“But there is something else at stake: democracy itself. […] We must vote”.
In a speech given on November 2nd, President Joe Biden spoke regarding the Midterm elections. He mentioned the unsteady state of our democracy and implored citizens regardless of their political standing, to vote. “This is not about me.” he noted, “It’s about all of us. It’s about what makes America ‘America.’ It’s about the durability of our democracy”. At a time in history when democracy seems to be on the ballot, I couldn’t agree more with the president’s remarks.
Being born in 2003 makes me a member of generation Z. Gen Z is the next generation to step into congress, STEM fields, and the labor force in general, meaning that it is our responsibility to change the issues that we see in the United States. At various protests across the states, people have carried signs that read something along the lines of: “you’ve messed with the wrong generation”. This is not only true on the streets, as it has also proven to be true at the polls. According to an article by The Washington Post, young voters turned out in record numbers. In fact, “About 1 in 8 voters overall were under 30” in the recent midterms.
I was lucky enough to be a poll worker for the midterms this year and I saw firsthand, who came to vote. At my polling station alone, 15 members of gen Z were registered to vote the same day. It is important to note that my experience was biased because of the specificity and singularity of the occurrence. However, according to the data given in my political science class, this new wave of increased young voter turnout was consistent across the states .
I was originally asked to volunteer at the polls as a Spanish translator because of my bilingual ability, but I was placed in a majority english-speaking polling location, and did not need to offer my assistance. After returning home on election night, I began to consider demographics and race alongside age. Upon further research, I found that (unsurprisingly), “Gen Z eligible voters, who range in age from 18 to 23, are a more racially and ethnically diverse group than older generations.” This only further illustrates that generation Z is the most diverse and therefore has the most widely spread passion.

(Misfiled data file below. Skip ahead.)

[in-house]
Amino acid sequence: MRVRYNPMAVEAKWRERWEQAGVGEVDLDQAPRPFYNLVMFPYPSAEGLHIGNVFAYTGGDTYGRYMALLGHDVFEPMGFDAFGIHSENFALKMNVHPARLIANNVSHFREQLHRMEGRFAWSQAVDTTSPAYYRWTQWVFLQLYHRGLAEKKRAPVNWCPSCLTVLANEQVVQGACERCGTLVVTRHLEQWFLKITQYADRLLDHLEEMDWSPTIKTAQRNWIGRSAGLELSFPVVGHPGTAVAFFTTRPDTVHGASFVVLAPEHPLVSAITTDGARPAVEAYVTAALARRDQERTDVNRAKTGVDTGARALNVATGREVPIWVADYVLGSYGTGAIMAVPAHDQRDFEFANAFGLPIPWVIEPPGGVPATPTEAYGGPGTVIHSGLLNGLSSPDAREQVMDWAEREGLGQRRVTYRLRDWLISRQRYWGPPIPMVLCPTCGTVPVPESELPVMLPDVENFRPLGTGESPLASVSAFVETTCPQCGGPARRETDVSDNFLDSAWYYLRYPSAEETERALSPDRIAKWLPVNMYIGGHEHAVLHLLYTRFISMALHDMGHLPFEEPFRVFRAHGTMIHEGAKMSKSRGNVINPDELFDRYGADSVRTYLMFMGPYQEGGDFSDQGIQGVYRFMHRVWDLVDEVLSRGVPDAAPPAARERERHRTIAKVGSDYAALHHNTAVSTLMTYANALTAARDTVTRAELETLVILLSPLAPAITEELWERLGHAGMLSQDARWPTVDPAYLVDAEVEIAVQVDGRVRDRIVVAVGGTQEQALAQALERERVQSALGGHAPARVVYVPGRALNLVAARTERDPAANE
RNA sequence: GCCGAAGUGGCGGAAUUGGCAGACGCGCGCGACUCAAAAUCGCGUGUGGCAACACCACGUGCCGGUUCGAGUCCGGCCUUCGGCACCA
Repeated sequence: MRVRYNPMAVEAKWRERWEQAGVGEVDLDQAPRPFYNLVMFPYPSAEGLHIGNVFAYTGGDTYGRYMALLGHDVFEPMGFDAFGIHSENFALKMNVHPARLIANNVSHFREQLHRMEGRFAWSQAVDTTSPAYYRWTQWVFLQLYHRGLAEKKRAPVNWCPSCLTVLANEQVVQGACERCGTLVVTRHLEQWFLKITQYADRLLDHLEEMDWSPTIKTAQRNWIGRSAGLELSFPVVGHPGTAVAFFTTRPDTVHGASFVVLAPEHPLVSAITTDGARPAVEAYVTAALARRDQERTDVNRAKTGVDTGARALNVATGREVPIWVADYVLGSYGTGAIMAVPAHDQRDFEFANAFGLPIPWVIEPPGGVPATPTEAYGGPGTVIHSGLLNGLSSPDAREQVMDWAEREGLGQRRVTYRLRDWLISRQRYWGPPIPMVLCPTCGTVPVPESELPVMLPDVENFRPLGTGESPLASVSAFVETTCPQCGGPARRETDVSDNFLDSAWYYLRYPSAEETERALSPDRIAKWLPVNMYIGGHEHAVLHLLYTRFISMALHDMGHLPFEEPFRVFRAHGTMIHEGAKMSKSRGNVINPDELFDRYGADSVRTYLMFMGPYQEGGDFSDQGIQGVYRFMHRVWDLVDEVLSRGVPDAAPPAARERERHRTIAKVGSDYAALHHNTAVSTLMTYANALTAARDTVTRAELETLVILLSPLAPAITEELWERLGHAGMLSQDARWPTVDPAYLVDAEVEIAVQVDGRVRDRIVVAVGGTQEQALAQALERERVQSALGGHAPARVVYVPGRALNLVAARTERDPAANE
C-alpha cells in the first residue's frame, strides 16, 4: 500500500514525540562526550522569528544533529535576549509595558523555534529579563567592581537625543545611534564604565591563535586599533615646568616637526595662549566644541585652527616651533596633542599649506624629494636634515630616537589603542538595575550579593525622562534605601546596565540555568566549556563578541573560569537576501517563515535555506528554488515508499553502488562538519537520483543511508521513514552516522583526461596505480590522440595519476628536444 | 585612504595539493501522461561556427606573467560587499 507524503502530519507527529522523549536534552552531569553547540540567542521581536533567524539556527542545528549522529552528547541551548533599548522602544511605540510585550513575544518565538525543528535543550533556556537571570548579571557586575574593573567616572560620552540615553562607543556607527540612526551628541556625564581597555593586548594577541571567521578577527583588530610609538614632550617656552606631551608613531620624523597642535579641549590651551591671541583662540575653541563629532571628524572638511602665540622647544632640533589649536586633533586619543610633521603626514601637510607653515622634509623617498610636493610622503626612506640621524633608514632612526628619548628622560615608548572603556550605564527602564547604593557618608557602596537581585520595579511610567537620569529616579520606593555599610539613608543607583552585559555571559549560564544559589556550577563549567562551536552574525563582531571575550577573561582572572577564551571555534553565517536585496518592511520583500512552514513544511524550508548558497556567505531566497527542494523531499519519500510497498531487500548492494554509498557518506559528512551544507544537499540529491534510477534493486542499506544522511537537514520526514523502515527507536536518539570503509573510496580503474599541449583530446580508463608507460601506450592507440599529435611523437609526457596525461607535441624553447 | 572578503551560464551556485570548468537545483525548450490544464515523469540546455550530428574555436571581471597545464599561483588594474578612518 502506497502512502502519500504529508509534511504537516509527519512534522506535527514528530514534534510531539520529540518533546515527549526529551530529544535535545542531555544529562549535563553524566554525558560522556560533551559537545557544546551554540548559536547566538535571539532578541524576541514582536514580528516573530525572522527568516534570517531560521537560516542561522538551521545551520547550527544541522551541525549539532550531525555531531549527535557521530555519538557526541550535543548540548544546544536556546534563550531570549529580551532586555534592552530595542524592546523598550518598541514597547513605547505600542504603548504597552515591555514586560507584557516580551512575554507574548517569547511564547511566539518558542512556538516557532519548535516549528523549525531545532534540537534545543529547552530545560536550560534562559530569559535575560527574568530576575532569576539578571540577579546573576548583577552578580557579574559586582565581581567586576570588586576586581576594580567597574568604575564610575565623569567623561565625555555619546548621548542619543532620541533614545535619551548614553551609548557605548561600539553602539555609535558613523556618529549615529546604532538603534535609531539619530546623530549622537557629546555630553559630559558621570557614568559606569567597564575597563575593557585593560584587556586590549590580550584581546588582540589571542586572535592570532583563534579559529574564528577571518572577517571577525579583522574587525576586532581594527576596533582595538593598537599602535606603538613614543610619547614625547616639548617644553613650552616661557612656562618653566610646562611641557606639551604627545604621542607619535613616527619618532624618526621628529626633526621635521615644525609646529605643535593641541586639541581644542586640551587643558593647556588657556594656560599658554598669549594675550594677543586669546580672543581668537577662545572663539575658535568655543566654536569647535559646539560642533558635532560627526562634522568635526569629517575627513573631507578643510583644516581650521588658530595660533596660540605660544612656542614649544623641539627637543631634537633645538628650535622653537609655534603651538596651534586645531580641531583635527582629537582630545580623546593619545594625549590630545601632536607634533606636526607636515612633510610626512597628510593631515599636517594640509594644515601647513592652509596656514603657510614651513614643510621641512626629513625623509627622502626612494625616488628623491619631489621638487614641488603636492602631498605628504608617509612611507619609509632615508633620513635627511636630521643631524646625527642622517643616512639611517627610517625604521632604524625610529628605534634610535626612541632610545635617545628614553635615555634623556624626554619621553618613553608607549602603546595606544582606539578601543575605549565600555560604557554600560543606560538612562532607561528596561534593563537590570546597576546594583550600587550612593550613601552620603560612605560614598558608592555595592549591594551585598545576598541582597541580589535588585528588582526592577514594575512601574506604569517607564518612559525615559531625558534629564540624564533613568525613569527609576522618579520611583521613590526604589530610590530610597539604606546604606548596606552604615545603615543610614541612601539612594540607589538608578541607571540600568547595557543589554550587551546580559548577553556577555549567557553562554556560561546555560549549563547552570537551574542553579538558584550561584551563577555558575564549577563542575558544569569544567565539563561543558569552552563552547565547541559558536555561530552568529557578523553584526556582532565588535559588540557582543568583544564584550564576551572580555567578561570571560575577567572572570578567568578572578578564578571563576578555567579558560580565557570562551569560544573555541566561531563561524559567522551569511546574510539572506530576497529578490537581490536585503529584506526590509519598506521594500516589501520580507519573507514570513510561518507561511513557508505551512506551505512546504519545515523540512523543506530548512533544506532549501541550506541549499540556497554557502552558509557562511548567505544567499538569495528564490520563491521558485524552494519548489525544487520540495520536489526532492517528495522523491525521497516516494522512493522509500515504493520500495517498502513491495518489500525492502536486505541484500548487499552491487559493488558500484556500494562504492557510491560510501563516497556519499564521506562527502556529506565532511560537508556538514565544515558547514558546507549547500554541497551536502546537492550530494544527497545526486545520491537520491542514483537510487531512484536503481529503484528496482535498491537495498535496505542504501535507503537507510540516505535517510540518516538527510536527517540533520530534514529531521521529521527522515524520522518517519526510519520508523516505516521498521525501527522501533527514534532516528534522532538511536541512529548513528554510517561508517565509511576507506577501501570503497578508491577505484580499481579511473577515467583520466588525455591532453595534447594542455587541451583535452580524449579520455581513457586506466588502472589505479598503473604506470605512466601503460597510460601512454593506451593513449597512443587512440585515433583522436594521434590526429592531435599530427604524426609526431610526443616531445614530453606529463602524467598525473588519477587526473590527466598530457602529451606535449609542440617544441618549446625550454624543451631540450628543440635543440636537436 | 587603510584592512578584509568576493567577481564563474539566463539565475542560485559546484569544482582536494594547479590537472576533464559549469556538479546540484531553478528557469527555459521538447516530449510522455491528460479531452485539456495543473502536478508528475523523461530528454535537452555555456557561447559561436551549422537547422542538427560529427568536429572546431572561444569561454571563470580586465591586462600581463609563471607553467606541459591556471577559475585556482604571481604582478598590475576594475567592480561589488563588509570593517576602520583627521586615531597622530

Even with all-time highs in voter turnout, only around 60% of eligible voters actually cast their ballot . As we head into unchartered waters as a country, democracy as we know it will be upended, and already has been. Some may argue that this is a good thing. Finally, challenging issues that have been deeply rooted in the history of our country since its beginning like racism, sexism, and gender equality are clearly all important as this country moves forward. Movements like Black Lives Matter and #MeToo, along with passage of major bills like the same sex marriage bill being passed right now. Change has duality though, and these momentous wins have been countered with severe opposition as well, like misinformation, abortion rights being reversed, and the January 6th attack on the U.S. capitol.
Facts and data mean nothing unless acted upon. These movements and events all beg the question of “so what?”, asking American citizens to act. In the past, this has come in the form of protests and news publications, but today, social media and gen z have completely changed the face of activism.